Wounds treated within 6 hours
have a better outcome
- Put the gloves in the kit on.
- Inspect your pet fully for signs of injury or pain elsewhere.
- Take care, your pet may be frightened or in pain and could bite.
- If you can’t safely examine your pet call your vet.
Step 2: DO YOU NEED TO GO STRAIGHT TO A VET?
If it’s a small cut or graze you should be able to manage this at home.
- If so, move to Step 3.
Go to your vets if
- The wound is deep, large, bleeding heavily, or won’t stop bleeding.
- The wound is old, showing signs of infection
- Bad smell
- The wound is not healing normally or is an abnormal colour.
- It is a bite or puncture wound (these can be worse than they look).
- If it is an unexplained sore.
- You think there could be something stuck in the wound.
- Your pet has recently had surgery or they seem unwell, in pain or in shock.
- If you suspect serious trauma such as being hit by a car - note that cats will often have lots of scuffed nails if involved in trauma.
- The injury is a burn or scald – in these cases run cold water over the area for 5 minutes and cover with a wet towel before leaving for vets.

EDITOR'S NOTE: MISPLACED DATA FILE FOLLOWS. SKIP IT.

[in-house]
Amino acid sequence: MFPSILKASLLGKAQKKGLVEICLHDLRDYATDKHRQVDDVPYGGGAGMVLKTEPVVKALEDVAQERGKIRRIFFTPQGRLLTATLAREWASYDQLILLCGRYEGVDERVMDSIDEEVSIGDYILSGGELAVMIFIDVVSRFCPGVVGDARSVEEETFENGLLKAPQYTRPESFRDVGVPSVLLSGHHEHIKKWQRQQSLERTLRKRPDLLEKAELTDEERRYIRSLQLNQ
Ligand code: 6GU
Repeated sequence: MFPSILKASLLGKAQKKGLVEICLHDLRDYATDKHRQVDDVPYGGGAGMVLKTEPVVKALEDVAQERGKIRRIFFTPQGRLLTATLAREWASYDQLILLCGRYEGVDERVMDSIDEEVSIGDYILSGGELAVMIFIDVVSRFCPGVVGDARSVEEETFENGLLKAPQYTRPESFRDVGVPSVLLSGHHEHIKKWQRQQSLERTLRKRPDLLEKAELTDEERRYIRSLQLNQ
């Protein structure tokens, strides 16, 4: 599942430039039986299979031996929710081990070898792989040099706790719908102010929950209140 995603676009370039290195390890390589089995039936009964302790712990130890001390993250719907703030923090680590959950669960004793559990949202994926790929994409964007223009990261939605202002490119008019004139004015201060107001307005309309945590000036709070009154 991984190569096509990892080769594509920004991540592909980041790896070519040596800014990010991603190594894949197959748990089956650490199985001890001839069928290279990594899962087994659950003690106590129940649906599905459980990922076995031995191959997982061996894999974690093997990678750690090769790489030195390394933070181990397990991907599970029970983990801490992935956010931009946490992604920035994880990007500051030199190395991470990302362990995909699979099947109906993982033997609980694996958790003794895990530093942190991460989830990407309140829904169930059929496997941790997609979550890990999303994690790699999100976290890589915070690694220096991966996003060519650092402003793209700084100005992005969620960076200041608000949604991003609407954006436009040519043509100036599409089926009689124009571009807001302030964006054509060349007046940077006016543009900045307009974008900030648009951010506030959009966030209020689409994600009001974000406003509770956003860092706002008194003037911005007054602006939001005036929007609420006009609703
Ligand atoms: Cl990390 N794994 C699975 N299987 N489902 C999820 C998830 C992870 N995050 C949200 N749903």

- You are not sure or are worried for any reason.
Step 3: STOP ANY BLEEDING
- If the bleeding is light, apply pressure with a gauze swab, or use the styptic stick. The bleeding should stop within a few minutes, if it does, move to Step 4.
- If the bleeding is heavy (or won’t stop), call your vet.
Step 4: CLEAN WOUND
- Clip any excess hair from around the wound using the scissors in your kit.
- Remove dirt and bacteria from the area by flushing the wound out with water (use the syringe in the kit, or the saline pods).
- Clean the area with the iodine wipes in your kit (wipe from middle of the wound outwards).
- If you have run out of iodine wipes: use salt water (one teaspoon of salt in a pint of boiled water that has cooled down), and the gauze swabs in your kit.
- If you have run out of gauze swabs, you can use cotton wool.
Step 5:PREVENT YOUR PET FROM LICKING THE AREA
- Use a Buster/Elizabethan Collar or an old item of clothing as a barrier (e.g. a t-shirt).
- You can also use a bandage, especially if the injury is on a paw or lower leg.
- See section on bandaging for further details.
Did you know?
- Ulcerated, sore, wet looking patches of skin (known as hot spots or wet eczema), can be a sign of an underlying problem e.g. ear infection, anal gland problem or flea allergy. Always consult your vet with these cases.
- With any wound, if in doubt, contact your vet for advice. Some vets will allow you to e-mail pictures in so they can advise whether your pet needs to be seen or not.